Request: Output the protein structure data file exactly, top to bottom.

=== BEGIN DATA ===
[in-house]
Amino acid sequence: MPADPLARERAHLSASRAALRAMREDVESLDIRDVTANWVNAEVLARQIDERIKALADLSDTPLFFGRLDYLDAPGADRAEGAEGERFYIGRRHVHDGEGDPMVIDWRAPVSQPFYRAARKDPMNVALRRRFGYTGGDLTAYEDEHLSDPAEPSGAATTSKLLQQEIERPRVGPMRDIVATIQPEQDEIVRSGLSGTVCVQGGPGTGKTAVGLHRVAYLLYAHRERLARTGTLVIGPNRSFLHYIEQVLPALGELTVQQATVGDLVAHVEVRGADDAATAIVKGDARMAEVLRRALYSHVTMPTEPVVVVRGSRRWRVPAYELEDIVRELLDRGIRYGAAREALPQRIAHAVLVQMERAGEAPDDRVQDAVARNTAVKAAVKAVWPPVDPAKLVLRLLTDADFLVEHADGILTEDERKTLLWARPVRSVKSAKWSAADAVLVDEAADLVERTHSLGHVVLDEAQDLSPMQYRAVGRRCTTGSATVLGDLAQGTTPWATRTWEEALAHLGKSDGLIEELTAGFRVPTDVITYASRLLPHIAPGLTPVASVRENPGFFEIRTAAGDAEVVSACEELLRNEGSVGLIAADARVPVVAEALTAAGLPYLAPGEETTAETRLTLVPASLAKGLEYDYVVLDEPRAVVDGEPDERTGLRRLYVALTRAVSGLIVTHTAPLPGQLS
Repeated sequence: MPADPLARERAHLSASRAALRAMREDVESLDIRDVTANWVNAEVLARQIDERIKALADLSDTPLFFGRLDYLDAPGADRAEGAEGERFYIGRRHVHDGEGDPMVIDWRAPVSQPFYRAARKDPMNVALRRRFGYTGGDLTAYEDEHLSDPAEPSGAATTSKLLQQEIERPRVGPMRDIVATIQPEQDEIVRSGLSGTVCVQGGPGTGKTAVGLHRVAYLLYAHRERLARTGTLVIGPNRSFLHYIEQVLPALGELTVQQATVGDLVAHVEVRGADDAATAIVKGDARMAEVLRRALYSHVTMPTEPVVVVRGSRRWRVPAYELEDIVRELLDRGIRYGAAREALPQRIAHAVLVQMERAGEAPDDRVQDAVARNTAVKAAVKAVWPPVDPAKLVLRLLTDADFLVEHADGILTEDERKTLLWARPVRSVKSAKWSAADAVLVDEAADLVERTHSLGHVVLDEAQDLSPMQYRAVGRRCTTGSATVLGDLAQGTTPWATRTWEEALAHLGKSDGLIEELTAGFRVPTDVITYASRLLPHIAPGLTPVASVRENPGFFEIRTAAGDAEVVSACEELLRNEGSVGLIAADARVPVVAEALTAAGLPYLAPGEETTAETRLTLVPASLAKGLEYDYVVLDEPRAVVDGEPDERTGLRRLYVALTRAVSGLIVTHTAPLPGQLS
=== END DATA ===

[in-house]
Amino acid sequence: MPADPLARERAHLSASRAALRAMREDVESLDIRDVTANWVNAEVLARQIDERIKALADLSDTPLFFGRLDYLDAPGADRAEGAEGERFYIGRRHVHDGEGDPMVIDWRAPVSQPFYRAARKDPMNVALRRRFGYTGGDLTAYEDEHLSDPAEPSGAATTSKLLQQEIERPRVGPMRDIVATIQPEQDEIVRSGLSGTVCVQGGPGTGKTAVGLHRVAYLLYAHRERLARTGTLVIGPNRSFLHYIEQVLPALGELTVQQATVGDLVAHVEVRGADDAATAIVKGDARMAEVLRRALYSHVTMPTEPVVVVRGSRRWRVPAYELEDIVRELLDRGIRYGAAREALPQRIAHAVLVQMERAGEAPDDRVQDAVARNTAVKAAVKAVWPPVDPAKLVLRLLTDADFLVEHADGILTEDERKTLLWARPVRSVKSAKWSAADAVLVDEAADLVERTHSLGHVVLDEAQDLSPMQYRAVGRRCTTGSATVLGDLAQGTTPWATRTWEEALAHLGKSDGLIEELTAGFRVPTDVITYASRLLPHIAPGLTPVASVRENPGFFEIRTAAGDAEVVSACEELLRNEGSVGLIAADARVPVVAEALTAAGLPYLAPGEETTAETRLTLVPASLAKGLEYDYVVLDEPRAVVDGEPDERTGLRRLYVALTRAVSGLIVTHTAPLPGQLS
Repeated sequence: MPADPLARERAHLSASRAALRAMREDVESLDIRDVTANWVNAEVLARQIDERIKALADLSDTPLFFGRLDYLDAPGADRAEGAEGERFYIGRRHVHDGEGDPMVIDWRAPVSQPFYRAARKDPMNVALRRRFGYTGGDLTAYEDEHLSDPAEPSGAATTSKLLQQEIERPRVGPMRDIVATIQPEQDEIVRSGLSGTVCVQGGPGTGKTAVGLHRVAYLLYAHRERLARTGTLVIGPNRSFLHYIEQVLPALGELTVQQATVGDLVAHVEVRGADDAATAIVKGDARMAEVLRRALYSHVTMPTEPVVVVRGSRRWRVPAYELEDIVRELLDRGIRYGAAREALPQRIAHAVLVQMERAGEAPDDRVQDAVARNTAVKAAVKAVWPPVDPAKLVLRLLTDADFLVEHADGILTEDERKTLLWARPVRSVKSAKWSAADAVLVDEAADLVERTHSLGHVVLDEAQDLSPMQYRAVGRRCTTGSATVLGDLAQGTTPWATRTWEEALAHLGKSDGLIEELTAGFRVPTDVITYASRLLPHIAPGLTPVASVRENPGFFEIRTAAGDAEVVSACEELLRNEGSVGLIAADARVPVVAEALTAAGLPYLAPGEETTAETRLTLVPASLAKGLEYDYVVLDEPRAVVDGEPDERTGLRRLYVALTRAVSGLIVTHTAPLPGQLS